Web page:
Newborns

Newborns

Monday, April 4, 2011

A Lambing Journal - Day 42

The rams were in with the ewes for 40 days.  On day 42 of our lambing season, the last lamb arrived.  Ewe 32 had a single ram lamb sometime last night.  Judging by the swelling of his head and is general size, I'm guessing it was a somewhat difficult delivery.  Regardless, both the ewe and lamb are doing well today!
Ewe 32 with the last lamb of the spring!

We had a busy and productive day today.  Paul and I brought all of the ewes and lambs into the corrals (with the help of Mo and Taff, of course - actually, they did most of the work!).  We sorted off all of the open ewes (those that weren't bred and those that lost lambs) - they'll go to the Whitney Oaks project later in the week.  We also sorted off 10 ewes with lambs - they'll graze small projects around Auburn for the next month.  The rest of the ewes and lambs (roughly 100) will go to a project in Lincoln in about a week.  Everyone (lambs included) went through the footbath today - with all of the wet weather we've had, we've started to see some scald (no foot rot - yet).  When we were nearly done, Paul went to Rocklin to move the Whitney Oaks flock.

Grazing behavior is both instinctive and learned.  We're starting to see the lambs experiment with grazing - I observed one lamb working on a multiflora rose today.  These are invasive roses that can take over irrigated pastures - nice to have a critter eat it!  This lamb probably has learned to eat brush from its mother.

Now that lambing is done, we'll turn our attention to other things - shearing, contract grazing, irrigating pastures, etc.  We'll also reflect on what worked well this year in terms of our breeding program, and what we'll change for next year. Here are some preliminary thoughts:

  1. The teaser ram seemed to synchronize the ewes quite well - we had a 90+ percent conception rate in a 40 day breeding season.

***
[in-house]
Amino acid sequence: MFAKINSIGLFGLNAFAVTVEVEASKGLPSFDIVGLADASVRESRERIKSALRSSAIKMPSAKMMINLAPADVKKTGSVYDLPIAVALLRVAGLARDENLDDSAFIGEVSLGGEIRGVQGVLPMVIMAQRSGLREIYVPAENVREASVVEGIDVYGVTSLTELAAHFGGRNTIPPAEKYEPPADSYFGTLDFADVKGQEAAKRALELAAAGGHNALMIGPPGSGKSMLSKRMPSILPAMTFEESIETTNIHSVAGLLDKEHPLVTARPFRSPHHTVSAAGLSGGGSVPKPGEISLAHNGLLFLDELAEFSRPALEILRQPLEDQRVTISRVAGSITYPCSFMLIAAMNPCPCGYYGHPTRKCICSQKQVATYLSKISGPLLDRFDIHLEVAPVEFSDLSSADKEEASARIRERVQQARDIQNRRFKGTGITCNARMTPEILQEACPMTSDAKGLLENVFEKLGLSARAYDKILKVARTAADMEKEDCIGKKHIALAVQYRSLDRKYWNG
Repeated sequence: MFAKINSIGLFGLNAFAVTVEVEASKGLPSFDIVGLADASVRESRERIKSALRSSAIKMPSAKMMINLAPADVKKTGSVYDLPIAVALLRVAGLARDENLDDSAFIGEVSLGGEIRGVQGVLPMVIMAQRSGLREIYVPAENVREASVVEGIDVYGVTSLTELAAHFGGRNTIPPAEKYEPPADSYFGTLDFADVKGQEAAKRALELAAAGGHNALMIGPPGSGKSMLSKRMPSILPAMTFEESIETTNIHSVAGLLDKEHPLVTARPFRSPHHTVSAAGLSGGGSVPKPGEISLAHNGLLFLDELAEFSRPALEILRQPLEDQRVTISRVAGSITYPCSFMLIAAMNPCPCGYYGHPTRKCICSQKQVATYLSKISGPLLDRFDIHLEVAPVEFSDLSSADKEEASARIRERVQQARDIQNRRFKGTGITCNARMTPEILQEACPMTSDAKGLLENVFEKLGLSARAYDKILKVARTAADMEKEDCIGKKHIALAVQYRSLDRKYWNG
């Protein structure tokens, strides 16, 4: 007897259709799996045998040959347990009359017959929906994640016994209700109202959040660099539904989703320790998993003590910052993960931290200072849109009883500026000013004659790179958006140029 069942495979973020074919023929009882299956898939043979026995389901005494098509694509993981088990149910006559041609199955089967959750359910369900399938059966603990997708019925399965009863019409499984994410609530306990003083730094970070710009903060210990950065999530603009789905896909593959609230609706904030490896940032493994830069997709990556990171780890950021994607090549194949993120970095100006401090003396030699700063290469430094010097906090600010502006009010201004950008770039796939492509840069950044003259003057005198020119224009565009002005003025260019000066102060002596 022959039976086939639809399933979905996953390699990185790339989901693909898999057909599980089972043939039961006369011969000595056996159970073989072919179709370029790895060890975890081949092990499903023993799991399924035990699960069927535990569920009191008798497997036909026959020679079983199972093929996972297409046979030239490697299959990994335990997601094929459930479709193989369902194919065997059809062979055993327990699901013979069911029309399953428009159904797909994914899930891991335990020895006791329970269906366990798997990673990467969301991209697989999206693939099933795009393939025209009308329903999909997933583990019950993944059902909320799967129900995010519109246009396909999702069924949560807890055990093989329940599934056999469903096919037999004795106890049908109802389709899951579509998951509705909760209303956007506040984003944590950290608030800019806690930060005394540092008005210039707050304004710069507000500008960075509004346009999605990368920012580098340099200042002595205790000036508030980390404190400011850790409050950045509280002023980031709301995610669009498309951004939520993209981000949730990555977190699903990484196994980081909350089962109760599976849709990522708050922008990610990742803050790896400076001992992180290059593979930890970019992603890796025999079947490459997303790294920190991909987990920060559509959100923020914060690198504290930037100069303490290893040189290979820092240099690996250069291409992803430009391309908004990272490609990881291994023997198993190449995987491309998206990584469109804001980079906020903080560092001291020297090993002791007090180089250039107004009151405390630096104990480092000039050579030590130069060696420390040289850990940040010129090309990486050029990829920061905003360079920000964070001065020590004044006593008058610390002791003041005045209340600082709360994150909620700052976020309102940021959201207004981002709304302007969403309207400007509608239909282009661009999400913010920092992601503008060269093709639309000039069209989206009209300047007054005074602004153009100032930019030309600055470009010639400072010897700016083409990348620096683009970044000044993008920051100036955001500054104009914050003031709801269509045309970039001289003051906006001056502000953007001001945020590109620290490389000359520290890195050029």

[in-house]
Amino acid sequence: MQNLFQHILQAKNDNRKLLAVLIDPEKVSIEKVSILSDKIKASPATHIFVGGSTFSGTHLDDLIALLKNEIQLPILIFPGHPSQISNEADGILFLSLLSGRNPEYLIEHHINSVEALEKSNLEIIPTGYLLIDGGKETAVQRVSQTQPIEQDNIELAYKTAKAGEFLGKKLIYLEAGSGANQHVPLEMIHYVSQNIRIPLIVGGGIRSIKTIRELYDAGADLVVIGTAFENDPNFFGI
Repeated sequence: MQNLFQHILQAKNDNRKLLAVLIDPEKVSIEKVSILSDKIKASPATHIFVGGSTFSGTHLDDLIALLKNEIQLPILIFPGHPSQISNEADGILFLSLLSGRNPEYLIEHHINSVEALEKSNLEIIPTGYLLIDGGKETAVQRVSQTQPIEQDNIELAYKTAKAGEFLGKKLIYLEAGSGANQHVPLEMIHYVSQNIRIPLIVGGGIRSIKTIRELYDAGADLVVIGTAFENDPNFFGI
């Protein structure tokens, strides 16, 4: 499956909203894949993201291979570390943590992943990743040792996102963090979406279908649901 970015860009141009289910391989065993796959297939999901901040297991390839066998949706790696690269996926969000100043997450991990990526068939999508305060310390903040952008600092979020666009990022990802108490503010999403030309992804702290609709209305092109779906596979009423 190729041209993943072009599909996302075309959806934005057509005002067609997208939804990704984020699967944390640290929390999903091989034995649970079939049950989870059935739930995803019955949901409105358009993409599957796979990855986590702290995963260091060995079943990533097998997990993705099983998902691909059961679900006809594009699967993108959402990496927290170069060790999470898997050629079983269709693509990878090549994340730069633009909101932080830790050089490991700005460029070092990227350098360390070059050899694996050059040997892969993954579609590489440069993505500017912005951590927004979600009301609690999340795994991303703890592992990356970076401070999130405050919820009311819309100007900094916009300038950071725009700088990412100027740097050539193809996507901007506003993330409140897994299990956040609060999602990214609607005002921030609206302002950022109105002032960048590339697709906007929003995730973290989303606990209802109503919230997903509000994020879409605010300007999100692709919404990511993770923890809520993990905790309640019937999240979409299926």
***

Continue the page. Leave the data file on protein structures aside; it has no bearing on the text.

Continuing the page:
2. We need to work on our flushing program - we made some progress in our lambing percentage this year, but I think we can get closer to our 150% lamb crop goal by changing our nutrition management prior to breeding.
  3. I'm not satisfied with our terminal sire program yet.  The lambs look good, although they are perhaps too large in their frame size for our grass-fed program.  We did have to pull a number of the lambs sired by the terminal rams, especially in the maiden ewes.  Next year, we'll either breed all of the maiden ewes to the Blueface Leicester rams, or we'll find another option for our terminal rams.
  4. I think our timing in terms of weather is okay - we did deal with some unusually cold and windy weather this year, but we're now achieving peak lactation in the ewes at the peak of grass growth.  There are trade-offs, certainly, but the lambs that have survived are gaining rapidly.  I'll likely make some plans for shelter next year.
  5. We'll continue to use BoSe for the lambs.  I'm going to re-evaluate our mineral program for the ewes to make sure we give them enough selenium, vitamin E and zinc.
For now, though, we're going to enjoy the fact that all of the lambs that could be born have been born!  I'll toast the ewes with a nice single malt scotch tonight after dinner!  Cheers!

No comments:

Post a Comment